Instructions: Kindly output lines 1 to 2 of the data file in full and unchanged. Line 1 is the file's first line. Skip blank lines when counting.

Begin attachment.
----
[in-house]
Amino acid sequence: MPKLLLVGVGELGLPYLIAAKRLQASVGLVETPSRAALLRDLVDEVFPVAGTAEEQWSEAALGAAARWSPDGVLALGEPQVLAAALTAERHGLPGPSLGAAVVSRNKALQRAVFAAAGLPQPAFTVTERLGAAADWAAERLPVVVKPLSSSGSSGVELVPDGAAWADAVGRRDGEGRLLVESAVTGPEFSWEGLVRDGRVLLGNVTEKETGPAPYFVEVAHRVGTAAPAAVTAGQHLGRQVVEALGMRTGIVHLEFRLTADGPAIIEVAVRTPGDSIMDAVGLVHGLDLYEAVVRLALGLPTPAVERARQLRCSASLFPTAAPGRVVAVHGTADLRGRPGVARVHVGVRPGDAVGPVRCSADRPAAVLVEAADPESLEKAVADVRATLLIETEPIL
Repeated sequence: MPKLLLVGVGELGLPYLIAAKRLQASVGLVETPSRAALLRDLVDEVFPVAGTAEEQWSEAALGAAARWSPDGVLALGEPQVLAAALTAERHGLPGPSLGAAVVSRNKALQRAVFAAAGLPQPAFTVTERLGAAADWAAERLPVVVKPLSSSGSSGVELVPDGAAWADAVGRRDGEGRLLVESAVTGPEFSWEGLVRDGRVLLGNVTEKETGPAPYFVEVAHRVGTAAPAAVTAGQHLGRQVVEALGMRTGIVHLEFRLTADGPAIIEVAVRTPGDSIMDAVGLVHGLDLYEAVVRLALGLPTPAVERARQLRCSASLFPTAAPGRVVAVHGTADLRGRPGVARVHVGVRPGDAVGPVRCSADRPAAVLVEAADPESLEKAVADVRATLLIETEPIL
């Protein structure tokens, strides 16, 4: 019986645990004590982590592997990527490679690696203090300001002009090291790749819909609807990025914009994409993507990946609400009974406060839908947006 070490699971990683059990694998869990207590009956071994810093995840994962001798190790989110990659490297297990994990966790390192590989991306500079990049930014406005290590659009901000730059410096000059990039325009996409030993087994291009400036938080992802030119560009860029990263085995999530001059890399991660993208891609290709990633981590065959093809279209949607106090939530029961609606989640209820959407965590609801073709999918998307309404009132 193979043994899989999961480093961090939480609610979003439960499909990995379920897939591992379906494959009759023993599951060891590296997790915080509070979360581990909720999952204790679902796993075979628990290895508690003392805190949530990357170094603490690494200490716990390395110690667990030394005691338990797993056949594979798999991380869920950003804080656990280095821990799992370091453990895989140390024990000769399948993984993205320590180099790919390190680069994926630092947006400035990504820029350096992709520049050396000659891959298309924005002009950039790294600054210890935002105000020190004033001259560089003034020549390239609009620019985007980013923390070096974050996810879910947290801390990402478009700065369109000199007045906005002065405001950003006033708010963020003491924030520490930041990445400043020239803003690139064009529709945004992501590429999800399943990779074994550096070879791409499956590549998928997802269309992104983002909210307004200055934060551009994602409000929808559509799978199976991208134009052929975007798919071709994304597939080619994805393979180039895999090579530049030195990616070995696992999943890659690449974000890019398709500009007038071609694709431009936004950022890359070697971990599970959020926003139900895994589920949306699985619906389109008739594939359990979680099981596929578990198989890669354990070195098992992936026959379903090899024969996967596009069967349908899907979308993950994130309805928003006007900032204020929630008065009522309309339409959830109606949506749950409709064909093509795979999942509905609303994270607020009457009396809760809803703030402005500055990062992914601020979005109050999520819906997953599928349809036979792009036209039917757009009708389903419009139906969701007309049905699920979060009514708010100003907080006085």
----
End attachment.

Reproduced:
[in-house]
Amino acid sequence: MPKLLLVGVGELGLPYLIAAKRLQASVGLVETPSRAALLRDLVDEVFPVAGTAEEQWSEAALGAAARWSPDGVLALGEPQVLAAALTAERHGLPGPSLGAAVVSRNKALQRAVFAAAGLPQPAFTVTERLGAAADWAAERLPVVVKPLSSSGSSGVELVPDGAAWADAVGRRDGEGRLLVESAVTGPEFSWEGLVRDGRVLLGNVTEKETGPAPYFVEVAHRVGTAAPAAVTAGQHLGRQVVEALGMRTGIVHLEFRLTADGPAIIEVAVRTPGDSIMDAVGLVHGLDLYEAVVRLALGLPTPAVERARQLRCSASLFPTAAPGRVVAVHGTADLRGRPGVARVHVGVRPGDAVGPVRCSADRPAAVLVEAADPESLEKAVADVRATLLIETEPIL